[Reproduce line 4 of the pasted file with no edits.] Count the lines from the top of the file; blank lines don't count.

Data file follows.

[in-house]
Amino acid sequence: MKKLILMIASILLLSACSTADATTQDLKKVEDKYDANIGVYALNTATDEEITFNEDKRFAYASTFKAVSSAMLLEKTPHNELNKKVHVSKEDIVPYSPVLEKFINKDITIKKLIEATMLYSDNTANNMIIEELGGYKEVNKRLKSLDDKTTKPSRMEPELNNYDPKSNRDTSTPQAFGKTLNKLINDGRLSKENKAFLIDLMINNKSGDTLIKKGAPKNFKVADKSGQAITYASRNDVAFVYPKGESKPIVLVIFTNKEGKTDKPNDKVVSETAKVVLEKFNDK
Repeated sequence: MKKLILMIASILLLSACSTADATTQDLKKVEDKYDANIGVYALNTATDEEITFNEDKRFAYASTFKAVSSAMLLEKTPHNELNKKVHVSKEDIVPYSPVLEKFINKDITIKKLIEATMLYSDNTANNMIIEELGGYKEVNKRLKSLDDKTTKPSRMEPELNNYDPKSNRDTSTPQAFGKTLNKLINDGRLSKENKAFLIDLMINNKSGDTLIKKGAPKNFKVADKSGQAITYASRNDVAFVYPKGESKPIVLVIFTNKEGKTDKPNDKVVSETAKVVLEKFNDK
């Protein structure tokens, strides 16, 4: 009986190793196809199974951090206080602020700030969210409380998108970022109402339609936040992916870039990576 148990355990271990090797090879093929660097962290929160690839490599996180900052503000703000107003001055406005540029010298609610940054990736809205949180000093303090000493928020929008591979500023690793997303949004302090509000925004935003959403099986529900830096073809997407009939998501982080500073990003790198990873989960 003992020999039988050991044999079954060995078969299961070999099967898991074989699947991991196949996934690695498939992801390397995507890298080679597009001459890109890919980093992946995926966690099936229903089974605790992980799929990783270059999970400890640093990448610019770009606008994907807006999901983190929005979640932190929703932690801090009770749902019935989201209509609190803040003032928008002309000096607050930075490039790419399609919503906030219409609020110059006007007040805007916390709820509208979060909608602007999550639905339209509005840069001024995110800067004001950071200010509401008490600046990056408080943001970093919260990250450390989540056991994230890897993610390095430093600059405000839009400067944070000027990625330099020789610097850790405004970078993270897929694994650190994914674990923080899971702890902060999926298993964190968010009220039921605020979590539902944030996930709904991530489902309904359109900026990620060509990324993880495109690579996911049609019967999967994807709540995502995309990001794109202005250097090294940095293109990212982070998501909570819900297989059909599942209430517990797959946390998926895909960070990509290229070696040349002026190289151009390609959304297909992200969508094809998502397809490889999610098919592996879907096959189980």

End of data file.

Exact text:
């Protein structure tokens, strides 16, 4: 009986190793196809199974951090206080602020700030969210409380998108970022109402339609936040992916870039990576 148990355990271990090797090879093929660097962290929160690839490599996180900052503000703000107003001055406005540029010298609610940054990736809205949180000093303090000493928020929008591979500023690793997303949004302090509000925004935003959403099986529900830096073809997407009939998501982080500073990003790198990873989960 003992020999039988050991044999079954060995078969299961070999099967898991074989699947991991196949996934690695498939992801390397995507890298080679597009001459890109890919980093992946995926966690099936229903089974605790992980799929990783270059999970400890640093990448610019770009606008994907807006999901983190929005979640932190929703932690801090009770749902019935989201209509609190803040003032928008002309000096607050930075490039790419399609919503906030219409609020110059006007007040805007916390709820509208979060909608602007999550639905339209509005840069001024995110800067004001950071200010509401008490600046990056408080943001970093919260990250450390989540056991994230890897993610390095430093600059405000839009400067944070000027990625330099020789610097850790405004970078993270897929694994650190994914674990923080899971702890902060999926298993964190968010009220039921605020979590539902944030996930709904991530489902309904359109900026990620060509990324993880495109690579996911049609019967999967994807709540995502995309990001794109202005250097090294940095293109990212982070998501909570819900297989059909599942209430517990797959946390998926895909960070990509290229070696040349002026190289151009390609959304297909992200969508094809998502397809490889999610098919592996879907096959189980």